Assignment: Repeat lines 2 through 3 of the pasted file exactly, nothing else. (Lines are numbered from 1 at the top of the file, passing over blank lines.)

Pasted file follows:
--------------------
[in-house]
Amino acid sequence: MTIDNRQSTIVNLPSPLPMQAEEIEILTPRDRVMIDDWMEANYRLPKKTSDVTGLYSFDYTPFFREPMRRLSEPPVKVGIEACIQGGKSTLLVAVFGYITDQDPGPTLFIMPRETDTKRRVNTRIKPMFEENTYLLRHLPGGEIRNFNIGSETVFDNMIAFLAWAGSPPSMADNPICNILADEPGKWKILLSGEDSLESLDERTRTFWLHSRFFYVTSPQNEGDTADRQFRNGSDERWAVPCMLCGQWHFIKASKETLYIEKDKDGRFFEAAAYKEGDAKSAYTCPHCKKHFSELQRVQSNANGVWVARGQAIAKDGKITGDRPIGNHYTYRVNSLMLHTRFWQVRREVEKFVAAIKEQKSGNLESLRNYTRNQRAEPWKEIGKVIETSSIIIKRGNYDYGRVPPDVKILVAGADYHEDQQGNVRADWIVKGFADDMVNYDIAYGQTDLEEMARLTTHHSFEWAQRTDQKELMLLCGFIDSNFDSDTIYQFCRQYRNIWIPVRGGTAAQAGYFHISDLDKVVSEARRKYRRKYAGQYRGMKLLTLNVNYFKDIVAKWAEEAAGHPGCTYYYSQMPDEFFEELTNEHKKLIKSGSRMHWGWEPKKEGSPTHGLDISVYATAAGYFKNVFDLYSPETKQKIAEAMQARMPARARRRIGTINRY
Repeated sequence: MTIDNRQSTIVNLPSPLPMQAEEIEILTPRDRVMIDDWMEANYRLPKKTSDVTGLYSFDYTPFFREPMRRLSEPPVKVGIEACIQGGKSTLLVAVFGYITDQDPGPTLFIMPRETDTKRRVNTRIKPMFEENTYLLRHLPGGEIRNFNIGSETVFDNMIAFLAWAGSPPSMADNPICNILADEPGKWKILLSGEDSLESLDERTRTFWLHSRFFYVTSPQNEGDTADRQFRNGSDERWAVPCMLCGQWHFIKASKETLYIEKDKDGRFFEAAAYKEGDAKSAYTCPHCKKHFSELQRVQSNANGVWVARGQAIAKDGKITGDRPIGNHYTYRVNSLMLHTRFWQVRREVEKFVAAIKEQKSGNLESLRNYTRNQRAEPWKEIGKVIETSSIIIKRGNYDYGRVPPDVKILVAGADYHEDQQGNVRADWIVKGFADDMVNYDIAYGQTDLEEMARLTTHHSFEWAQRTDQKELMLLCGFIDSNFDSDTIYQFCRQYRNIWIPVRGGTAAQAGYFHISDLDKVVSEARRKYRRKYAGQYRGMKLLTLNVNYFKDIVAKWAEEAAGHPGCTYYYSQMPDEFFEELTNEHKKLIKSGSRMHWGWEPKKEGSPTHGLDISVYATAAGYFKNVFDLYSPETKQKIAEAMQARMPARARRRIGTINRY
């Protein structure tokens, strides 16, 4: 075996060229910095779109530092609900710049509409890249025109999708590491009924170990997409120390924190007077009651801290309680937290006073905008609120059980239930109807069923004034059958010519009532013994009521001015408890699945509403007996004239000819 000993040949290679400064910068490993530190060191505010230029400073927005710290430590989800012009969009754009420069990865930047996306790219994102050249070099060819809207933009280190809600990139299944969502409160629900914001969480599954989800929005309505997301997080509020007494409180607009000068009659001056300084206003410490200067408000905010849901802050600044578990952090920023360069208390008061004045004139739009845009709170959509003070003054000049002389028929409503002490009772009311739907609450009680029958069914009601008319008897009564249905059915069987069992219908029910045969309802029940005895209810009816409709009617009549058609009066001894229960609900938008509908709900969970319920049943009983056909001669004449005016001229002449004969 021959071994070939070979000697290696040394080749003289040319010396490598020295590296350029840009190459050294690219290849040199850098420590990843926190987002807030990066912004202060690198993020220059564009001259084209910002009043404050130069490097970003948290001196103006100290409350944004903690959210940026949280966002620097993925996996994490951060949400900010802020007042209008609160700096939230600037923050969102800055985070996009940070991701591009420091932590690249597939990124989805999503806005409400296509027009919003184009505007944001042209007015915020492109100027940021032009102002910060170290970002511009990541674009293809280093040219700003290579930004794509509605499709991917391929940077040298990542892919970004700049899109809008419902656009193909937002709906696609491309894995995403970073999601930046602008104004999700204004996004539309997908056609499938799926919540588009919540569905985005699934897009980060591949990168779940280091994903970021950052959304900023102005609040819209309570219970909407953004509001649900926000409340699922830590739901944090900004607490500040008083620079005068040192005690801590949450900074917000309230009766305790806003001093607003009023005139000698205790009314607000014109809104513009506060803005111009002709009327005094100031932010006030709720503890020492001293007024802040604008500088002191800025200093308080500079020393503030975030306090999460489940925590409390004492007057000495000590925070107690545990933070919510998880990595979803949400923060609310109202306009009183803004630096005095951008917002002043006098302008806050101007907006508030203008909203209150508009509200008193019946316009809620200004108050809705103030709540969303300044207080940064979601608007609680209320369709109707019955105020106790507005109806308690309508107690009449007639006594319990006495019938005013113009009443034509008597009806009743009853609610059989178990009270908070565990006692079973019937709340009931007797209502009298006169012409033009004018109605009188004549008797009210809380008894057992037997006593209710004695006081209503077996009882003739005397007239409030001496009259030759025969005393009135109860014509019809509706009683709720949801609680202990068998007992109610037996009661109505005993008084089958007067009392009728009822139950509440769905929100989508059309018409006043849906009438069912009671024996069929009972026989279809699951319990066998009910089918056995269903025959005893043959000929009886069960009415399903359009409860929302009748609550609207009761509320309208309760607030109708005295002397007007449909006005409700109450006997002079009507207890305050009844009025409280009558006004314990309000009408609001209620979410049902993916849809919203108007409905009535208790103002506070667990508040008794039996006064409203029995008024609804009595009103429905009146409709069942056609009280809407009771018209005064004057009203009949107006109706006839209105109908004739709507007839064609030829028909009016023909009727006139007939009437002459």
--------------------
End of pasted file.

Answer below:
Amino acid sequence: MTIDNRQSTIVNLPSPLPMQAEEIEILTPRDRVMIDDWMEANYRLPKKTSDVTGLYSFDYTPFFREPMRRLSEPPVKVGIEACIQGGKSTLLVAVFGYITDQDPGPTLFIMPRETDTKRRVNTRIKPMFEENTYLLRHLPGGEIRNFNIGSETVFDNMIAFLAWAGSPPSMADNPICNILADEPGKWKILLSGEDSLESLDERTRTFWLHSRFFYVTSPQNEGDTADRQFRNGSDERWAVPCMLCGQWHFIKASKETLYIEKDKDGRFFEAAAYKEGDAKSAYTCPHCKKHFSELQRVQSNANGVWVARGQAIAKDGKITGDRPIGNHYTYRVNSLMLHTRFWQVRREVEKFVAAIKEQKSGNLESLRNYTRNQRAEPWKEIGKVIETSSIIIKRGNYDYGRVPPDVKILVAGADYHEDQQGNVRADWIVKGFADDMVNYDIAYGQTDLEEMARLTTHHSFEWAQRTDQKELMLLCGFIDSNFDSDTIYQFCRQYRNIWIPVRGGTAAQAGYFHISDLDKVVSEARRKYRRKYAGQYRGMKLLTLNVNYFKDIVAKWAEEAAGHPGCTYYYSQMPDEFFEELTNEHKKLIKSGSRMHWGWEPKKEGSPTHGLDISVYATAAGYFKNVFDLYSPETKQKIAEAMQARMPARARRRIGTINRY
Repeated sequence: MTIDNRQSTIVNLPSPLPMQAEEIEILTPRDRVMIDDWMEANYRLPKKTSDVTGLYSFDYTPFFREPMRRLSEPPVKVGIEACIQGGKSTLLVAVFGYITDQDPGPTLFIMPRETDTKRRVNTRIKPMFEENTYLLRHLPGGEIRNFNIGSETVFDNMIAFLAWAGSPPSMADNPICNILADEPGKWKILLSGEDSLESLDERTRTFWLHSRFFYVTSPQNEGDTADRQFRNGSDERWAVPCMLCGQWHFIKASKETLYIEKDKDGRFFEAAAYKEGDAKSAYTCPHCKKHFSELQRVQSNANGVWVARGQAIAKDGKITGDRPIGNHYTYRVNSLMLHTRFWQVRREVEKFVAAIKEQKSGNLESLRNYTRNQRAEPWKEIGKVIETSSIIIKRGNYDYGRVPPDVKILVAGADYHEDQQGNVRADWIVKGFADDMVNYDIAYGQTDLEEMARLTTHHSFEWAQRTDQKELMLLCGFIDSNFDSDTIYQFCRQYRNIWIPVRGGTAAQAGYFHISDLDKVVSEARRKYRRKYAGQYRGMKLLTLNVNYFKDIVAKWAEEAAGHPGCTYYYSQMPDEFFEELTNEHKKLIKSGSRMHWGWEPKKEGSPTHGLDISVYATAAGYFKNVFDLYSPETKQKIAEAMQARMPARARRRIGTINRY